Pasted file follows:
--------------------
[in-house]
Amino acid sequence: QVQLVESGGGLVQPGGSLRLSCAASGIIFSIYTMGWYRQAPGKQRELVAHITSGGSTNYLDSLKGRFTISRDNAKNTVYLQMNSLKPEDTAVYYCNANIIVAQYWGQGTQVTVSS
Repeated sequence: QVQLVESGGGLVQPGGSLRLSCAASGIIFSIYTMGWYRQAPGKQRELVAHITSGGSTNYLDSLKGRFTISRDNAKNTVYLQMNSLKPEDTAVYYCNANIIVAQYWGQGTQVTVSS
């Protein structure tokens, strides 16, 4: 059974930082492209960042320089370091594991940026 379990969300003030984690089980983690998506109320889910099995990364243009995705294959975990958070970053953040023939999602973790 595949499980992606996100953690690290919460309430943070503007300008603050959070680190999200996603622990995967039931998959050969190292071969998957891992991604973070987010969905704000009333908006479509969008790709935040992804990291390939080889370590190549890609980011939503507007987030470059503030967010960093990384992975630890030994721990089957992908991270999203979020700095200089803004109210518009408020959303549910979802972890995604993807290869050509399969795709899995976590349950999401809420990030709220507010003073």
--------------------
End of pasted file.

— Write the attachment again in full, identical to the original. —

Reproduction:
[in-house]
Amino acid sequence: QVQLVESGGGLVQPGGSLRLSCAASGIIFSIYTMGWYRQAPGKQRELVAHITSGGSTNYLDSLKGRFTISRDNAKNTVYLQMNSLKPEDTAVYYCNANIIVAQYWGQGTQVTVSS
Repeated sequence: QVQLVESGGGLVQPGGSLRLSCAASGIIFSIYTMGWYRQAPGKQRELVAHITSGGSTNYLDSLKGRFTISRDNAKNTVYLQMNSLKPEDTAVYYCNANIIVAQYWGQGTQVTVSS
């Protein structure tokens, strides 16, 4: 059974930082492209960042320089370091594991940026 379990969300003030984690089980983690998506109320889910099995990364243009995705294959975990958070970053953040023939999602973790 595949499980992606996100953690690290919460309430943070503007300008603050959070680190999200996603622990995967039931998959050969190292071969998957891992991604973070987010969905704000009333908006479509969008790709935040992804990291390939080889370590190549890609980011939503507007987030470059503030967010960093990384992975630890030994721990089957992908991270999203979020700095200089803004109210518009408020959303549910979802972890995604993807290869050509399969795709899995976590349950999401809420990030709220507010003073």